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Classic Cassette Tapes Are Making a Comeback

The cassette tape’s rewind isn’t just vinyl all over again.

cassette tape
Henry Phillips

A version of this story first appeared in Gear Patrol Magazine. Subscribe today for more stories like this one, plus receive a $15 gift card to the Gear Patrol Store.


Everything old is new again, and has been for a minute. The staggering resurgence of vinyl, with sales increasing every year since 2006 to a peak of 27.5 million LPs sold in the United States in 2020, is so cemented that it hardly seems fair to describe it merely as a “trend.” Now the humble cassette tape is starting to see a renaissance, drafting in vinyl’s enormous wake.

Sales of cassette tapes in the U.S. have increased by double digit percentages in recent years, according to Nielson reports, and now number in the six figures annually. Though still peanuts compared to vinyl, it’s a marked upswing. And the cassette tape’s comeback is shaping up to be as different as the two formats are.

cassette tape
Henry Phillips

When the cassette came to prominence in the ’70s and ’80s, it was as much about function as it was about sound. The practical alternatives of the time, reel-to-reel and vinyl, were expensive and bulky where cassettes were affordable, portable and quickly ubiquitous thanks in large part to the invention of the boom box in 1966 and the iconic Sony Walkman in 1979.

But the cassette was doomed to be crushed by what was essentially a better version of itself. CDs were just about as cheap and mobile, with no need to flip or rewind. Even though tape technology eventually grew to match CDs in sound quality, the damage was done. By 2000, cassettes made up less than 5 percent of the market, and the iPod was on the horizon. Barely anybody was buying, selling, making or listening to tapes, much less doing it on principle.

These days, even as the smartphone has essentially become a smaller, better Walkman, the format is beginning to find an audience of enthusiasts.

"The way the tape slowly rotates is just mesmerizing," says Can Kuang, founder of the Just-Cassette blog and Instagram account, which has 25,000 followers. The comparative warmth of analog sound is part of the draw but, much like vinyl, so is the experience, despite or even because of its flaws. "You get to touch it, hear the mechanical clicks of the cassette player."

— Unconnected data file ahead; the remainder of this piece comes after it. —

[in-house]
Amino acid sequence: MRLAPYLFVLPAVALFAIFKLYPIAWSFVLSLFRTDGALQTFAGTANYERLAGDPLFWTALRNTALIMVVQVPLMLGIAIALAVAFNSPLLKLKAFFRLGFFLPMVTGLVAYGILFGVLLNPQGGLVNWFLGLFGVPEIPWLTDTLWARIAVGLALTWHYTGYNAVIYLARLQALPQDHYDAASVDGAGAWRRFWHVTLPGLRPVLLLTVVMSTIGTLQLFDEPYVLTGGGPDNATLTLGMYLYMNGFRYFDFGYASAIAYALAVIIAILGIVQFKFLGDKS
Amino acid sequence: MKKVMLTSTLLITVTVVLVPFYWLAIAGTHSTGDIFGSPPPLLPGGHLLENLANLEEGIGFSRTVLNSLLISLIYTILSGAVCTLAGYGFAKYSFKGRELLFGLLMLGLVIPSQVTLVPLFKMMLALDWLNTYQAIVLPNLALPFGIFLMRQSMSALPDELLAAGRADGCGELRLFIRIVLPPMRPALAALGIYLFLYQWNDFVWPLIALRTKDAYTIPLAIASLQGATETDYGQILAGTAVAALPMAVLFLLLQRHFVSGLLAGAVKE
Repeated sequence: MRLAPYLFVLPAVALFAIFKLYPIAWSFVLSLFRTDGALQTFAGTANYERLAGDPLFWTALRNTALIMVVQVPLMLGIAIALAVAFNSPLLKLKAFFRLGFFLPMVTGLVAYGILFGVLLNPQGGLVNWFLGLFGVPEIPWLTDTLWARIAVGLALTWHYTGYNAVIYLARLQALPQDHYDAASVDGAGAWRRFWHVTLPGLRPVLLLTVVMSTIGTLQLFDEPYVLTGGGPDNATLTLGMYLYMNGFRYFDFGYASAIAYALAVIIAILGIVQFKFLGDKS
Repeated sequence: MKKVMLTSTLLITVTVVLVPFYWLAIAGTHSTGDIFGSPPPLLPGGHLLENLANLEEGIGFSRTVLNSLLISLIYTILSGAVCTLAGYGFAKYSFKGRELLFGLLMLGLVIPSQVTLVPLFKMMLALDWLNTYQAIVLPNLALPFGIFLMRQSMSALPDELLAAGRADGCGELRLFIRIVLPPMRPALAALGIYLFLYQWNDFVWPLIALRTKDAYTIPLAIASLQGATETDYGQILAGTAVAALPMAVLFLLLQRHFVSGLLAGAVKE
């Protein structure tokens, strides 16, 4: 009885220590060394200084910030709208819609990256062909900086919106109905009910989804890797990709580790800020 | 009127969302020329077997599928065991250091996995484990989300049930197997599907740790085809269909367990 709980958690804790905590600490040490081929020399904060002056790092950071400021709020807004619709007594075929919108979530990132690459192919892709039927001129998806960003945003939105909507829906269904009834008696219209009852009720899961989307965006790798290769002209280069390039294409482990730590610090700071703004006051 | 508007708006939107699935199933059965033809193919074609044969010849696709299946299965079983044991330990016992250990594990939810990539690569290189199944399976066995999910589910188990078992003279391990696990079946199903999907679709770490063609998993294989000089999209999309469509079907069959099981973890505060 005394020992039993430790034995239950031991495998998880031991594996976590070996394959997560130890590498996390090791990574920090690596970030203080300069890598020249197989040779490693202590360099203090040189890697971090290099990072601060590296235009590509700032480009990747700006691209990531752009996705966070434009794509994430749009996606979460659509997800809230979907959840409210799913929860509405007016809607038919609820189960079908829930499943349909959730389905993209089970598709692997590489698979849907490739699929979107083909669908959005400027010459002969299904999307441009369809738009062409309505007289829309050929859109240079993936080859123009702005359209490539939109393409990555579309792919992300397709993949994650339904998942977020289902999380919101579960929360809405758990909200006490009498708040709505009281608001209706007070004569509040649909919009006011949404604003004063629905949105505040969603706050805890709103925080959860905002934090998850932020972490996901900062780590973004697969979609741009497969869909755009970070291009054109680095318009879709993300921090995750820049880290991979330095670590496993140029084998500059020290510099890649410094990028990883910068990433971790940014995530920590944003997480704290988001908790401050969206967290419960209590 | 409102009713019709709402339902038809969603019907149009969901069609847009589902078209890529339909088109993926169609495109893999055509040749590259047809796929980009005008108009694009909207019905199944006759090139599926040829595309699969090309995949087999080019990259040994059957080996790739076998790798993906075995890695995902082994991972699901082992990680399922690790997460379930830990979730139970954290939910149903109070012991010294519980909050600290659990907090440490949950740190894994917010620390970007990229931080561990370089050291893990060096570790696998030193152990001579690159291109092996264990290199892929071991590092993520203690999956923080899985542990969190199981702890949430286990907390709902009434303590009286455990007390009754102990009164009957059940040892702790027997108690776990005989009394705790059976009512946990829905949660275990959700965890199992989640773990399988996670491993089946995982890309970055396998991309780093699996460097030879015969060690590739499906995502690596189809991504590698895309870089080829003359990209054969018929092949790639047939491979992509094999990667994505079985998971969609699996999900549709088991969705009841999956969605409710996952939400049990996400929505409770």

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It’s a nostalgia cycle that both feeds on and is fed by some pretty prominent roles in some of the biggest movies and shows of the past several years, including Guardians of the Galaxy, Stranger Things, 13 Reasons Why and Better Call Saul. Some of the world's most popular artists — such as Lady Gaga, The Weeknd, Justin Bieber, Selena Gomez and Dua Lipa — have all released cassette tapes of their newest albums. (Sure, plenty of these get no more use than other, non-interactive memorabilia, but plenty of LPs never touch a turntable either.)

“Labels and artists are driving the comeback with more and more recorded cassettes."

Tapes are more widely available than they have been in decades, and in increasingly high- quality forms as well. Producers like RecordingTheMasters manufacture bulk tape and blank cassettes that use a ferric oxide construction to rival the quality of now-extinct chromium dioxide tapes that defined the format’s heyday. The company now produces 30,000 compact audio cassettes per month, up from just 9,000 per month in 2019, according to Jean-Luc Renou, CEO of the Mulann Group, which owns RecordingTheMasters. “Duplication companies are by far the main consumer of our ferric oxide tapes,” Renou says. “Labels and artists are driving the comeback with more and more recorded cassettes."

Less advanced tapes are also increasingly easy to come by. Taylor Swift's Folklore album is available for just $20, and there is no shortage of actual vintage cassettes floating around, though the prices of some are going up.

cassette tape
Recording The Masters manufactures some 30,000 compact audio cassettes per month. The company uses a ferric oxide construction to rival the quality of now-extinct chromium dioxide tapes.
Henry Phillips

"I know that cassettes from certain artists such as Michael Jackson, Madonna and Whitney Houston are selling for much higher prices than the others," Kuang says. "If you search on eBay you'll see that most of the old cassettes go for around three dollars, or ten dollars for ten. The ones I mentioned usually go for [between] ten and forty dollars."

Quality players, however, are much scarcer. While the vinyl resurgence motivated manufacturers like Pro-Ject, Technics and Marantz to build new-age turntables, Kuang says the only sources of new cassette tape players are crowdfunded projects and small Chinese manufacturers.

It’s a chicken-and-egg problem that has sent diehards toward vintage tech, which can be a bit of a crapshoot. You can find refurbished cassette tape players on auction sites like eBay and Yahoo Japan, as well as on social media like Instagram and Facebook. But most vintage cassette tape players are pretty difficult to come by at the moment. Worse yet, they are generally much more complicated and expensive to repair than a turntable.

"I've seen prices of high-end Walkmans such as the Sony DD9, DC2, DD100 triple in the last two years," Kuang says. You can find budget alternatives at retailers like Urban Outfitters and Tesco, but these options are only really suitable for dabblers, not audiophiles.

It’s a conundrum that may explain why the cassette’s rebirth has been more muted than vinyl’s, so far. You may not be able to add a tape deck to your home stereo just yet, but there’s never been a better time to dig up that old Walkman for a nostalgic spin.


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